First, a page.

This essay considers the dynamic relationship between immigration, migration, national identity, and racial formation in United States history, with a close focus on the early twentieth century, when these phenomena were dramatically mobilized. More specifically, it focuses on a set of interlocking social and intellectual movements – immigration, internal migration, and intellectual connections – that shaped an early phase of immigration restriction, and draws upon the biographies of several prominent eugenicists to showcase the relationship between social movements, intellectual currents, and national borders. This history, the author concludes at the end, is especially relevant right now, with the effort to re-establish hard walls along national borders to achieve eugenic, bio-political ends.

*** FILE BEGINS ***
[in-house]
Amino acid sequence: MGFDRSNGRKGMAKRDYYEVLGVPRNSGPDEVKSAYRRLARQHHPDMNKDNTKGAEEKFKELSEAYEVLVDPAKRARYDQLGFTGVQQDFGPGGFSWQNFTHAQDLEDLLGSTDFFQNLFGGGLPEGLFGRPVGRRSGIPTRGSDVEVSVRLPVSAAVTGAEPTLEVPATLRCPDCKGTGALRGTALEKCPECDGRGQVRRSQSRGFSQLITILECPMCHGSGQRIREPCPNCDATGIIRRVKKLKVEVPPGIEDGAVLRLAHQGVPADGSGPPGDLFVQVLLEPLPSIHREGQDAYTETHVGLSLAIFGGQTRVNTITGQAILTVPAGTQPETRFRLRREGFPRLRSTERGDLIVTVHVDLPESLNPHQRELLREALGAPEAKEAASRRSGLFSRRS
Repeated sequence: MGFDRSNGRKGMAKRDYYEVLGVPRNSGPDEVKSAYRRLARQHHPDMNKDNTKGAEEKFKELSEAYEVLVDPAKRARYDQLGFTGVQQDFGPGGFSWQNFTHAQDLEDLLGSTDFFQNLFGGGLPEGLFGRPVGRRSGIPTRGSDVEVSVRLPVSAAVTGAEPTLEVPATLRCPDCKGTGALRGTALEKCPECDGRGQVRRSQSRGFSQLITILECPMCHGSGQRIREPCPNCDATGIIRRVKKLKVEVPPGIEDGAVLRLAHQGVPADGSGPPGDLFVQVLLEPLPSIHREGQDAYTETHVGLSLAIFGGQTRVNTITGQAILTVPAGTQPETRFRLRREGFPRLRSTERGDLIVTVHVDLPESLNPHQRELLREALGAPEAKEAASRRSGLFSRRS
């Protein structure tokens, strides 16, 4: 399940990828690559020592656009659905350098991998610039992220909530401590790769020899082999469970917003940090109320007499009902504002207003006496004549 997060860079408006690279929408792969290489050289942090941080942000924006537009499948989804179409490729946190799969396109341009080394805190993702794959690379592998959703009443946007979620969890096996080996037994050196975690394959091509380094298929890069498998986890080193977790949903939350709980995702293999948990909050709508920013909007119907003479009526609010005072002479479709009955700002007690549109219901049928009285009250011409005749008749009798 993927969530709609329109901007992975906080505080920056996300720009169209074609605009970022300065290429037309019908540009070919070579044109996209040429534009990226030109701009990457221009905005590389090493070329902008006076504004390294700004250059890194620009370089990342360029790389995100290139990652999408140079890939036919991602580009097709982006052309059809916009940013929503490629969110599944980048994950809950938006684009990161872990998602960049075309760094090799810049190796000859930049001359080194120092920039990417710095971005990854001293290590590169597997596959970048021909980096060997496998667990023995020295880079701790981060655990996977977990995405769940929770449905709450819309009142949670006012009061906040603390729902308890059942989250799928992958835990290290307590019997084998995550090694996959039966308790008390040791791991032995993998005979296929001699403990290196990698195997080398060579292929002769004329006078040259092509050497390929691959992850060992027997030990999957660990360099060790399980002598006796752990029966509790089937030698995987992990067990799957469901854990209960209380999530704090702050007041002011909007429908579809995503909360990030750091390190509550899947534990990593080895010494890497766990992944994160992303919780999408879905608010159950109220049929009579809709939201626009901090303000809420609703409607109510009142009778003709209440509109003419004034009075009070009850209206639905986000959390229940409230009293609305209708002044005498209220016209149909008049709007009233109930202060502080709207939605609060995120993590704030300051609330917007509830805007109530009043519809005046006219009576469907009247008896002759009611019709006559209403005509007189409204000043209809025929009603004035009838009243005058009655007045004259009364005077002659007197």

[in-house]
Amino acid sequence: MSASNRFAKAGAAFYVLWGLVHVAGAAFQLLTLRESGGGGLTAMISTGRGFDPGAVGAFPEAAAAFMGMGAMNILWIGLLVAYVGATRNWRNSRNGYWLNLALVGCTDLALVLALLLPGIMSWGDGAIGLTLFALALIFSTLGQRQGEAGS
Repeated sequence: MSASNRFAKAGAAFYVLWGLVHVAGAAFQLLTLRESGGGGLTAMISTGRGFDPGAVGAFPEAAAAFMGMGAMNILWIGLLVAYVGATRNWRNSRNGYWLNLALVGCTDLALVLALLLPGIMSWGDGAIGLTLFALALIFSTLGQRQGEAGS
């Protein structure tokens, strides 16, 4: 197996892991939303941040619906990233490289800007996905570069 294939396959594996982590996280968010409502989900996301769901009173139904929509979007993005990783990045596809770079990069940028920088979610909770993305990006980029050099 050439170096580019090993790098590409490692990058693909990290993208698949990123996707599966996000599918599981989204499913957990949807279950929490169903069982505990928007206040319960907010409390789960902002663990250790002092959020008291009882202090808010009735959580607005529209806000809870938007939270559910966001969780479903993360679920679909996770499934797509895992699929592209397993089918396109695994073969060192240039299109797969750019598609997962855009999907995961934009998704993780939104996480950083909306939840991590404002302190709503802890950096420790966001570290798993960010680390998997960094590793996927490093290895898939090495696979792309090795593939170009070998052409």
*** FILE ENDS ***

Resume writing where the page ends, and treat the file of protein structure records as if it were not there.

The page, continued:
Racial formation; white supremacy; history of the USA; Madison Grant; Earnest Sevier Cox; Lothrop Stoddard; W. E. B. Du Bois
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